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In re Marriage of Laidlaw

Court of Appeals of Washington, Division 1

February 5, 2018

In the Matter of the Marriage of: JOHN WILLIAM LAIDLAW, Appellant, and DANAE DIANA LAIDLAW, now known as DANAE DIANA ZOELLIN, Respondent.

          DWYER, J.

         In this domestic relations relocation action, John Laidlaw appeals from the trial court's orders entering a parenting plan and ordering Laidlaw to pay some of Danae Zoellin's attorney fees and costs. On appeal, Laidlaw contends that the trial court erred by reducing his residential time with his daughter. Laidlaw also contends that the trial court erred by ordering him to pay some of Danae Zoellin's attorney fees and costs and by ordering wage garnishment in the event that he defaulted on that obligation. Finding no error in the issues warranting review, we affirm.


         John Laidlaw and Danae Zoellin were married on January 3, 2009. Together the parties have one child-T.L. Following a trial, Laidlaw and Zoellin were divorced on August 2, 2013. Judge Sean O'Donnell entered an order concluding that Laidlaw had engaged in a series of acts that constituted domestic violence and had engaged in abusive use of conflict. Judge O'Donnell also entered a parenting plan pursuant to the marital dissolution. The parenting plan incorporated the findings and conclusions concerning domestic violence as a basis for certain restrictions imposed against Laidlaw.[1] Judge O'Donnell also ordered Laidlaw to pay $30, 000 of Zoellin's attorney fees.[2]

         Laidlaw and Zoellin lived in Issaquah when T.L. was born. Prior to the dissolution of their marriage, Zoellin entered an address confidentiality program, moving multiple times out of fear for her safety. At the time the final dissolution order was entered, Zoellin lived in Issaquah. In October 2014, Zoellin began a new job in Seattle. Zoellin commuted from Issaquah to Seattle for one and a half years before giving notice of her intent to relocate with the child in Seattle.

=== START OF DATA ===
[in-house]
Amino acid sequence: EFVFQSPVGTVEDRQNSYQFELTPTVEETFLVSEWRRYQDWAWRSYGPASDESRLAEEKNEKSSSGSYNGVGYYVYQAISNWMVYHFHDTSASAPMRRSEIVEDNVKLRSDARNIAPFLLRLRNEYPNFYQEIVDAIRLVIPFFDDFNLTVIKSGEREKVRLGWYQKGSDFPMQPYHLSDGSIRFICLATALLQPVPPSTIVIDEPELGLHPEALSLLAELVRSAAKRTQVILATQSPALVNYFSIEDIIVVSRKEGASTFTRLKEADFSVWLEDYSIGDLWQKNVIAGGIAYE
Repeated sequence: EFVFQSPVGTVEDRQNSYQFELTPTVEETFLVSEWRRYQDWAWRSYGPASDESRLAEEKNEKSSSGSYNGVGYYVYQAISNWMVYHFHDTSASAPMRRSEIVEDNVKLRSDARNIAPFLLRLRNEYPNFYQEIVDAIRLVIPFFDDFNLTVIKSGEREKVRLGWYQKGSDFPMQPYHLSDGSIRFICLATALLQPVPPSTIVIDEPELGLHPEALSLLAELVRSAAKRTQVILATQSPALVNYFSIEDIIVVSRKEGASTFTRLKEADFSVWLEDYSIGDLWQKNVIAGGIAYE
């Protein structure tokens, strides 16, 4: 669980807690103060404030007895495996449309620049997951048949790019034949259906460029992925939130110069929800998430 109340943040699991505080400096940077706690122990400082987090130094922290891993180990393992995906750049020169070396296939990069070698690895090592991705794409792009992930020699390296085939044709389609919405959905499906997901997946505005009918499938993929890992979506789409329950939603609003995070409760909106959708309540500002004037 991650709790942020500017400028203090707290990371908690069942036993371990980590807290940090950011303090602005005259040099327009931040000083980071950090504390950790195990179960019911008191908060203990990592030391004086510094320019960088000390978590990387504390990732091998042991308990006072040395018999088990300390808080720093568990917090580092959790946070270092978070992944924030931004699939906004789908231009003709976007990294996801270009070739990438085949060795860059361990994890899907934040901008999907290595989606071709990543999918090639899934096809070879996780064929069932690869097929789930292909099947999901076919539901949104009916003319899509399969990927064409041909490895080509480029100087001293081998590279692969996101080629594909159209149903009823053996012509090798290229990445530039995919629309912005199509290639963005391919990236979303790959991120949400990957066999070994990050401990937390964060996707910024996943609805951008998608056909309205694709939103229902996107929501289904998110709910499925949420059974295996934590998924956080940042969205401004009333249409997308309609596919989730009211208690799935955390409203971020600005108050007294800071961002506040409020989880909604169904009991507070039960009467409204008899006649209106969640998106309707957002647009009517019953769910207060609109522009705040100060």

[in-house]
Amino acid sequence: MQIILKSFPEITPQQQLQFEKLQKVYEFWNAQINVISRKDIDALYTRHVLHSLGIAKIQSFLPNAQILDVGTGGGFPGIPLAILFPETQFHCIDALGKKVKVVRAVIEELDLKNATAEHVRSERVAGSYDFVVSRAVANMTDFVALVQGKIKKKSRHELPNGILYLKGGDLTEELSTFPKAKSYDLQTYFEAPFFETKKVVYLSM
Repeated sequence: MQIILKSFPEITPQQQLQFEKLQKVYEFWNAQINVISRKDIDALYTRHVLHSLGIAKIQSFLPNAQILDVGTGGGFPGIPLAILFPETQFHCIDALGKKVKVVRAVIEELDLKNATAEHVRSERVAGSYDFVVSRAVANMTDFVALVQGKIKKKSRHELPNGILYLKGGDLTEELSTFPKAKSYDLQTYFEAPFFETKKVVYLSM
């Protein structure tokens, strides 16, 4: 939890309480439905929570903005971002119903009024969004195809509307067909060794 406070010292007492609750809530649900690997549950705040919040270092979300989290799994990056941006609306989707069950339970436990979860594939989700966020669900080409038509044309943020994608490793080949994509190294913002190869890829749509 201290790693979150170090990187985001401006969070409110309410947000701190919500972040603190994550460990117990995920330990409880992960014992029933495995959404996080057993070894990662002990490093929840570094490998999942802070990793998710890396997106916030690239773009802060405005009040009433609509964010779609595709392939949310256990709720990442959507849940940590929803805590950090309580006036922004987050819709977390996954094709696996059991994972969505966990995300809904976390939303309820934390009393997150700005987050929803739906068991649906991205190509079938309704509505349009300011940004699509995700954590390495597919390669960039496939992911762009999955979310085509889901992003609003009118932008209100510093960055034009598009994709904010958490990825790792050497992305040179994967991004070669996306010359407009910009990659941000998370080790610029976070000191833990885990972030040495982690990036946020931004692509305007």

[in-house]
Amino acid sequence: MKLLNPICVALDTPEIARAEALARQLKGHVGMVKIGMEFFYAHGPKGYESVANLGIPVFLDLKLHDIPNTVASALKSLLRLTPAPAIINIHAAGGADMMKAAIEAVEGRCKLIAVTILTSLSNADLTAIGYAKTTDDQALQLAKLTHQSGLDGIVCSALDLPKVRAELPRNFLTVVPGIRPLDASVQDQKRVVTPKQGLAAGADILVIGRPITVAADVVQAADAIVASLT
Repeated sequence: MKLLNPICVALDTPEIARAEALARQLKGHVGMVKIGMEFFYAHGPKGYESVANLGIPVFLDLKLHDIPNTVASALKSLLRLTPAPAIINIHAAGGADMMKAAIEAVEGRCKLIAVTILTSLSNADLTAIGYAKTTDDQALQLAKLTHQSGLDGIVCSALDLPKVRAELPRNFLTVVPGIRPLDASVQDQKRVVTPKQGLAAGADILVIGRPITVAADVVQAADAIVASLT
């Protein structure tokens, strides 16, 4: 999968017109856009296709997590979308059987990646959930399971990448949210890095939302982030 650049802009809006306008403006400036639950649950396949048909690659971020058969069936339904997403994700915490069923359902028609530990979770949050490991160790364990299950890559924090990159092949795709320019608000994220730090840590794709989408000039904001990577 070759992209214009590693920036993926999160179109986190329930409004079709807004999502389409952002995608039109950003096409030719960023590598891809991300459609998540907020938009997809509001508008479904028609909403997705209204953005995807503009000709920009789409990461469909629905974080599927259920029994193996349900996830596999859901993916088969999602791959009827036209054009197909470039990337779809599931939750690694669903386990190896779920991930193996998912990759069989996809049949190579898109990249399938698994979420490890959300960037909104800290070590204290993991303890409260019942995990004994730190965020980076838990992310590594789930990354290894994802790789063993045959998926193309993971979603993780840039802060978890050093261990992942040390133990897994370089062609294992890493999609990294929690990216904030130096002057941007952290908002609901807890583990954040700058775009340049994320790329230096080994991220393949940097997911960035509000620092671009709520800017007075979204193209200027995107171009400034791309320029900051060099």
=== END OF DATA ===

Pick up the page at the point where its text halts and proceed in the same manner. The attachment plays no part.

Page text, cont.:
Laidlaw opposed the relocation. In March 2016, Laidlaw filed a motion objecting to the relocation and seeking to modify the 2013 parenting plan. Laidlaw's proposed parenting plan removed the restrictions contained in the 2013 parenting plan and made him the primary residential parent. In April 2016, the trial court entered an order permitting Zoellin to temporarily relocate with the child to Seattle pending trial. Zoellin moved to Seattle in July 2016.

         Following trial, the trial court entered an order permitting Zoellin to relocate with T.L.[3] The trial court found that (1) there were no agreements between the parents concerning moving with the child, (2) relocation would not affect the relationship between the child and either parent, (3) the history of domestic violence continued to affect the parents' relationship, and (4) permitting relocation would not impact the child's future, quality of life, resources or opportunities as a result of the move. The trial court also found that Laidlaw had failed to rebut the presumption that the benefit of the change to the child and the relocating parent outweighed the detrimental effect of the relocation. Finally, the trial court found that, in light of the relocation, there were valid reasons to alter the parenting plan and that such changes were in the best interest of the child.

         After considering the financial affidavits and declarations submitted by both parties, the trial court found that Zoellin needed financial assistance to pay her attorney fees and costs and that Laidlaw had the ability to pay those fees and costs. The trial court ordered Laidlaw to pay $15, 360[4] of Zoellin's attorney fees and costs after finding that such an amount was reasonable. The trial court also ordered the Washington State Division of Child Support to collect $1, 000 each month via immediate wage garnishment should Laidlaw fail to satisfy the judgment within 90 days.